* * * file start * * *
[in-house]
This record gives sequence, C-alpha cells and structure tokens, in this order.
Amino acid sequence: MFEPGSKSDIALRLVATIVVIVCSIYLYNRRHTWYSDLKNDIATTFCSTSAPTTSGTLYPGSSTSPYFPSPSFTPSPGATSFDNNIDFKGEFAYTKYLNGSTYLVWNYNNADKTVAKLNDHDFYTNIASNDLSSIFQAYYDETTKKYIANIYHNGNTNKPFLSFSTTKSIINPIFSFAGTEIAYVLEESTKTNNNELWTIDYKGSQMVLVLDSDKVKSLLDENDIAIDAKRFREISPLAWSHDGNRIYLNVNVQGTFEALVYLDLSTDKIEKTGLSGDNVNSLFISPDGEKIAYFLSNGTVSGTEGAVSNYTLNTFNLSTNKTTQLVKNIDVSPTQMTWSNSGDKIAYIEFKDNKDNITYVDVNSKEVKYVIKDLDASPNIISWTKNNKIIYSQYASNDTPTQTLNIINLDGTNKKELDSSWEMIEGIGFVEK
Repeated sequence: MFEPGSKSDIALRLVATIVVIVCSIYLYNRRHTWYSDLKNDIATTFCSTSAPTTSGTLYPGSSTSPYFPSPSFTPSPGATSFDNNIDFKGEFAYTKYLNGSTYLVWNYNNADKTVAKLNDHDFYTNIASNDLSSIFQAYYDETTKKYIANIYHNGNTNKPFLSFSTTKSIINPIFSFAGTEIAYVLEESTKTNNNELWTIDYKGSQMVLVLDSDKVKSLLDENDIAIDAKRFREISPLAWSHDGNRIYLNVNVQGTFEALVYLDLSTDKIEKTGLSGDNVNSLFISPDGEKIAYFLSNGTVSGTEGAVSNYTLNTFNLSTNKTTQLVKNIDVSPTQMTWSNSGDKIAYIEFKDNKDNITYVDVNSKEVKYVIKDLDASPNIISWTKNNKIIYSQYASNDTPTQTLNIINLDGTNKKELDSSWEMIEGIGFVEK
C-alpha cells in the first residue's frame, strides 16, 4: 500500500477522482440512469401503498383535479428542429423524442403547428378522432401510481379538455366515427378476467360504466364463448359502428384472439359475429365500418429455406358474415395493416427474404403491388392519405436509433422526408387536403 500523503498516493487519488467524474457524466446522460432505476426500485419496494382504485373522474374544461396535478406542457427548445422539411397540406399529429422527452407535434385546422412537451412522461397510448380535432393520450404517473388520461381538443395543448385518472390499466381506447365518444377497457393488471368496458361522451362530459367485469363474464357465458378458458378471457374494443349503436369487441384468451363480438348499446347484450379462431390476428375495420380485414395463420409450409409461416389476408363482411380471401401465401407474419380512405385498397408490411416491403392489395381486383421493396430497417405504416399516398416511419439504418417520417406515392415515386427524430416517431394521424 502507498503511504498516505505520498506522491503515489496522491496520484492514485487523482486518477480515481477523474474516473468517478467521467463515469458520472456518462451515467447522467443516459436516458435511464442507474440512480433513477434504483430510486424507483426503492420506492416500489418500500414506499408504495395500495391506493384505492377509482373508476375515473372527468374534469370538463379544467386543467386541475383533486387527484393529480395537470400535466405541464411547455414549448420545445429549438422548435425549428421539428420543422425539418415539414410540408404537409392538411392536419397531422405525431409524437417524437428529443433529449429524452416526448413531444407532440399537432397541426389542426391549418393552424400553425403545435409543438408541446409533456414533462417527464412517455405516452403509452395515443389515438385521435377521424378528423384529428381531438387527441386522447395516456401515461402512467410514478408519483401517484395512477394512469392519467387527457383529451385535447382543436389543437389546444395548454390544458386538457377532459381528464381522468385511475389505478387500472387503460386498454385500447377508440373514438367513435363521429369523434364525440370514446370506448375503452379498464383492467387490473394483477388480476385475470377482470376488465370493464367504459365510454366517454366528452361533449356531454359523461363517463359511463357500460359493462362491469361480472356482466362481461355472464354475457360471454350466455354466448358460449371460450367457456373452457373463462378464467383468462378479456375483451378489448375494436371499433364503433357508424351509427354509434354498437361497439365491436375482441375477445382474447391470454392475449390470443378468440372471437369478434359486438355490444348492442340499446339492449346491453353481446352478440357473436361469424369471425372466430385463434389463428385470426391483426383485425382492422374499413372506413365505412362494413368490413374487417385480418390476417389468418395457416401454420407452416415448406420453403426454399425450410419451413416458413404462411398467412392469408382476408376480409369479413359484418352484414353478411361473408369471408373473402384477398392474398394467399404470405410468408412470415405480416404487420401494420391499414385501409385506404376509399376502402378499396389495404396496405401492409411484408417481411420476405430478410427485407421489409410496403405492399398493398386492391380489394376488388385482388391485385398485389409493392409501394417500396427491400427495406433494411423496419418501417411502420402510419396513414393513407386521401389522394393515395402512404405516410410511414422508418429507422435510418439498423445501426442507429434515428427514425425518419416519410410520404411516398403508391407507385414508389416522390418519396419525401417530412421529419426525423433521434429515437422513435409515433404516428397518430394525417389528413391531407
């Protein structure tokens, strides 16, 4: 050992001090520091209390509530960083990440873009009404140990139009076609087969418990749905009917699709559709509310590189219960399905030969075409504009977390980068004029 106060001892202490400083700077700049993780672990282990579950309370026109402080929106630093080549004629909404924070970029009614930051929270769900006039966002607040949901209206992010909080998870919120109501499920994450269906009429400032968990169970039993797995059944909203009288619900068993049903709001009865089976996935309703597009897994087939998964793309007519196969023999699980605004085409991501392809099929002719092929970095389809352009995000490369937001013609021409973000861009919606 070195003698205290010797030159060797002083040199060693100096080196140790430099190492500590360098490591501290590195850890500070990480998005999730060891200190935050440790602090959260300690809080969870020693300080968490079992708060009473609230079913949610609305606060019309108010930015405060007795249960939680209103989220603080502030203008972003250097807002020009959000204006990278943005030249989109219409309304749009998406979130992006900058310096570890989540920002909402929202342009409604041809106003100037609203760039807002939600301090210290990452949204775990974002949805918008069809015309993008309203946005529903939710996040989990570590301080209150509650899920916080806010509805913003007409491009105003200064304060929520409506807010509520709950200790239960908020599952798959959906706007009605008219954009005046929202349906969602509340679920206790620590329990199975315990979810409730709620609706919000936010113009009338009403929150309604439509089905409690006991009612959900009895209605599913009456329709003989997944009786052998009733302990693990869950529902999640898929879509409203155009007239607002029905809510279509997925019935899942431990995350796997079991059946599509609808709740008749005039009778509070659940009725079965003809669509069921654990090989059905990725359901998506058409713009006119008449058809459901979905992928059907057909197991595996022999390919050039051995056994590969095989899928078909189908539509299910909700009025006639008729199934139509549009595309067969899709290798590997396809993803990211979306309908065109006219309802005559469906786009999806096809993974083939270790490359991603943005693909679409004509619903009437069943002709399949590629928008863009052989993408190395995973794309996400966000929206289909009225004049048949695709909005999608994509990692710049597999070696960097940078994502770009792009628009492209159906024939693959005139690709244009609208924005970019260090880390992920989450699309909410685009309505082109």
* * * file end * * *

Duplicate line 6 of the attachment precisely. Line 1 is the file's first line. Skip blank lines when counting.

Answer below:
């Protein structure tokens, strides 16, 4: 050992001090520091209390509530960083990440873009009404140990139009076609087969418990749905009917699709559709509310590189219960399905030969075409504009977390980068004029 106060001892202490400083700077700049993780672990282990579950309370026109402080929106630093080549004629909404924070970029009614930051929270769900006039966002607040949901209206992010909080998870919120109501499920994450269906009429400032968990169970039993797995059944909203009288619900068993049903709001009865089976996935309703597009897994087939998964793309007519196969023999699980605004085409991501392809099929002719092929970095389809352009995000490369937001013609021409973000861009919606 070195003698205290010797030159060797002083040199060693100096080196140790430099190492500590360098490591501290590195850890500070990480998005999730060891200190935050440790602090959260300690809080969870020693300080968490079992708060009473609230079913949610609305606060019309108010930015405060007795249960939680209103989220603080502030203008972003250097807002020009959000204006990278943005030249989109219409309304749009998406979130992006900058310096570890989540920002909402929202342009409604041809106003100037609203760039807002939600301090210290990452949204775990974002949805918008069809015309993008309203946005529903939710996040989990570590301080209150509650899920916080806010509805913003007409491009105003200064304060929520409506807010509520709950200790239960908020599952798959959906706007009605008219954009005046929202349906969602509340679920206790620590329990199975315990979810409730709620609706919000936010113009009338009403929150309604439509089905409690006991009612959900009895209605599913009456329709003989997944009786052998009733302990693990869950529902999640898929879509409203155009007239607002029905809510279509997925019935899942431990995350796997079991059946599509609808709740008749005039009778509070659940009725079965003809669509069921654990090989059905990725359901998506058409713009006119008449058809459901979905992928059907057909197991595996022999390919050039051995056994590969095989899928078909189908539509299910909700009025006639008729199934139509549009595309067969899709290798590997396809993803990211979306309908065109006219309802005559469906786009999806096809993974083939270790490359991603943005693909679409004509619903009437069943002709399949590629928008863009052989993408190395995973794309996400966000929206289909009225004049048949695709909005999608994509990692710049597999070696960097940078994502770009792009628009492209159906024939693959005139690709244009609208924005970019260090880390992920989450699309909410685009309505082109």